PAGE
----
The past year and half has been a tough time for most of us.
This includes the UK’s army of employees, a large proportion of whom have had to adapt to new conditions such as being furloughed and/or working from home.
Thankfully many businesses have weathered the storm due to a combination of their own hard work and some help from the various government support packages and can look to the future positively once more.
As strength gradually returns to the economy and workers start to return to their offices and workplaces, now may be a particularly good time for employers to inject fresh impetus to incentivising their workforce.
Often a highly effective way of doing this is through an equity-based award. This can have the effect of tying an employee’s fortunes indirectly with that of the business they work in.
There are a wide variety of ways this can be structured but one of the most popular means is the Enterprise Management Incentive (EMI).
The EMI is a share scheme which has been approved by HMRC. To qualify, both the employee and the company must meet certain conditions. These include number of hours worked in the business by the employee and the size and nature of the business itself.
The basic idea behind the EMI is that the employee is granted options to acquire shares in the company at some future point. No tax liability arises on grant.
The options are often granted at a price equal to the current market value of the company (which normally avoids an employment tax liability crystallising at the time the shares are acquired).
To provide certainty of tax treatment, it is possible to agree the current value of the shares with HMRC before the scheme is put in place.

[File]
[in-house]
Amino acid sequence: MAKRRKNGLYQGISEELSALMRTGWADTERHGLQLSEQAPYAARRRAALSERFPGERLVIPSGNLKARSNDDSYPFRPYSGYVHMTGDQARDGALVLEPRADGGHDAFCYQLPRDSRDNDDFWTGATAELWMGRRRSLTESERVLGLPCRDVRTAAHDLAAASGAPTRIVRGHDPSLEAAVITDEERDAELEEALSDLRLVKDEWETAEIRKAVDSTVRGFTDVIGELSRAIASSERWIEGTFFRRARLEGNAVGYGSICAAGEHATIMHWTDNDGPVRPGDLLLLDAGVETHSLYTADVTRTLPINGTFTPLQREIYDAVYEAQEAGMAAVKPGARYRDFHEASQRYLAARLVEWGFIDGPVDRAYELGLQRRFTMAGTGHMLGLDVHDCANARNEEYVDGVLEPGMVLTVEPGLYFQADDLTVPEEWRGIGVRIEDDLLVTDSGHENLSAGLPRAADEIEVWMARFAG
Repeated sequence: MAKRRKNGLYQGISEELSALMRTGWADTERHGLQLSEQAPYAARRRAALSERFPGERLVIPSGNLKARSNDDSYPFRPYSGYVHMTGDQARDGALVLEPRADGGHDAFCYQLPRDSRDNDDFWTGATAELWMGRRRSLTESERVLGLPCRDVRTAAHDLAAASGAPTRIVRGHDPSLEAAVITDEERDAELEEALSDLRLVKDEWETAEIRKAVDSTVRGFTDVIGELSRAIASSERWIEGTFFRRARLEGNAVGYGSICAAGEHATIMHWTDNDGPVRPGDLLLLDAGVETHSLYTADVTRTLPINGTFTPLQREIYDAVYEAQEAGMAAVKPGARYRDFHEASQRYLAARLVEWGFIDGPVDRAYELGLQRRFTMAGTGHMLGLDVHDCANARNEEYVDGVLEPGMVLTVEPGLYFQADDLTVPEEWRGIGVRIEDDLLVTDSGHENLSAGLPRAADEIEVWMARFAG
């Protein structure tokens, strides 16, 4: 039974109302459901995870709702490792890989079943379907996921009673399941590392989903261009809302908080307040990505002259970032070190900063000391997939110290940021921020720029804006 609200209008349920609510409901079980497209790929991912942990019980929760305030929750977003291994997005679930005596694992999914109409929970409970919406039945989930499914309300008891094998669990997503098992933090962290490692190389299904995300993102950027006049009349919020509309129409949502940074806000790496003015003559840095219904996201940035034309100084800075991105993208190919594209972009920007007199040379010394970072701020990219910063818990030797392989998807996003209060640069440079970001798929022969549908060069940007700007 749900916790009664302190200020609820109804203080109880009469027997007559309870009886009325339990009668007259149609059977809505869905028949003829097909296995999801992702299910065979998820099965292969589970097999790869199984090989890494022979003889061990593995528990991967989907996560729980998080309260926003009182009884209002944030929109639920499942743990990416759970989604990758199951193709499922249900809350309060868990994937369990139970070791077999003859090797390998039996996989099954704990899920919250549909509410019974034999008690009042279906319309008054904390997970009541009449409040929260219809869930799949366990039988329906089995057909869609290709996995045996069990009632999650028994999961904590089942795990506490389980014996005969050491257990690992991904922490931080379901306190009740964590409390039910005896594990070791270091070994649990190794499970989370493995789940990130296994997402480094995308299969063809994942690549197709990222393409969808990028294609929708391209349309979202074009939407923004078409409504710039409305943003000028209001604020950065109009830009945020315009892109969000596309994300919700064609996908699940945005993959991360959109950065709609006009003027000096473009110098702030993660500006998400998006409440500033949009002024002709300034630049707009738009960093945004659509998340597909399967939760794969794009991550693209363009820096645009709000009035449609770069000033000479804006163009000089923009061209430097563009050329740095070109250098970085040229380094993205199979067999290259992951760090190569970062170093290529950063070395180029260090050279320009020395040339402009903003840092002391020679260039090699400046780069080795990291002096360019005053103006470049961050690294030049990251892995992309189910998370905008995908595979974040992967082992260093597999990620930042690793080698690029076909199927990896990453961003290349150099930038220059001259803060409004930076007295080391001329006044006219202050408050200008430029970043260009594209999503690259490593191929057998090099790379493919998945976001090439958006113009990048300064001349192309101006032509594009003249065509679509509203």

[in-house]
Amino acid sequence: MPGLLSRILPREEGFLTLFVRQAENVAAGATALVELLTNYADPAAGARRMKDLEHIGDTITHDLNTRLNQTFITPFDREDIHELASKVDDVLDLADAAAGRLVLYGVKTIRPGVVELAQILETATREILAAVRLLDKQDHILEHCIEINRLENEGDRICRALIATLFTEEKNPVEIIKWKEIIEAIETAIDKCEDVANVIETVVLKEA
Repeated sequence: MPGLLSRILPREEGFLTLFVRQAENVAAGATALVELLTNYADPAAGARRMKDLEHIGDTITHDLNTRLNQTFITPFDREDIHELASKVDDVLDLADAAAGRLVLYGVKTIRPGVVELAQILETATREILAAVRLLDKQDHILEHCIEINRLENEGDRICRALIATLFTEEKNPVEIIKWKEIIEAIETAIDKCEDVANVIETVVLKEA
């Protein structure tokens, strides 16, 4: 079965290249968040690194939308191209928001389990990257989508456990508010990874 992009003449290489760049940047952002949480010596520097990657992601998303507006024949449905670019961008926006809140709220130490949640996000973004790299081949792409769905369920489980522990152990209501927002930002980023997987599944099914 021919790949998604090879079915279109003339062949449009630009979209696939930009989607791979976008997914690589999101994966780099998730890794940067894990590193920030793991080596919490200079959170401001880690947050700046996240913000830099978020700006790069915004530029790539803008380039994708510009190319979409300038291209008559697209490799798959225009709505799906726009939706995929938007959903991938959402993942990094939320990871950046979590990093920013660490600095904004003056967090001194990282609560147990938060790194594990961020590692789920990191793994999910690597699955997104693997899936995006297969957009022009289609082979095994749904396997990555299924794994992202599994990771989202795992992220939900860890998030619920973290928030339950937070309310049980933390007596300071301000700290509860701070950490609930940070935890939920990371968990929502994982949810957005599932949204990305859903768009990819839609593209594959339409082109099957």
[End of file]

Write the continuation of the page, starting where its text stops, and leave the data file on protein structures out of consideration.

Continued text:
With options to acquire shares in the future at today’s price, if the company grows in value (which is normally the intention!), the employee is able to acquire shares at a comparatively low price.
Therefore, the more the value of the company grows, the more the EMI option holder stands to gain.
On an eventual sale of the shares, hopefully at a gain, the employee will normally be subject to capital gains tax on the gain rather than the higher levels of employment taxes.
Tax efficiency and its ability to motivate are two key features of the EMI but another one is its considerable flexibility. Some of the relevant features in this context are:
- A company can chose which employees it wishes to incentivise in this way as the EMI does not need to be made available to all staff.
- Options can be tied to performance targets to provide extra motivation if this is deemed appropriate.
- Often exercise only occurs on a sale of a company. Therefore, key employees are incentivised to stay until a successful sale but do not participate in business at shareholder level until the point the business is to be sold. This avoids the dilution of shareholdings which would result from employees acquiring shares earlier and allows the company’s owner-managers to retain control and continue to run it in the manner they see fit until an ultimate sale.
Implementing and maintaining an EMI is not an onerous process as the scheme is designed to be cost-effective and straight forward.
There are many other methods of structuring equity awards for staff (and we will cover some of these in future ‘Tax Tuesday’ pieces) but quite often the EMI is the first port of call for the owner-managed business due to its flexibility and ease of implementation.
How can we help?
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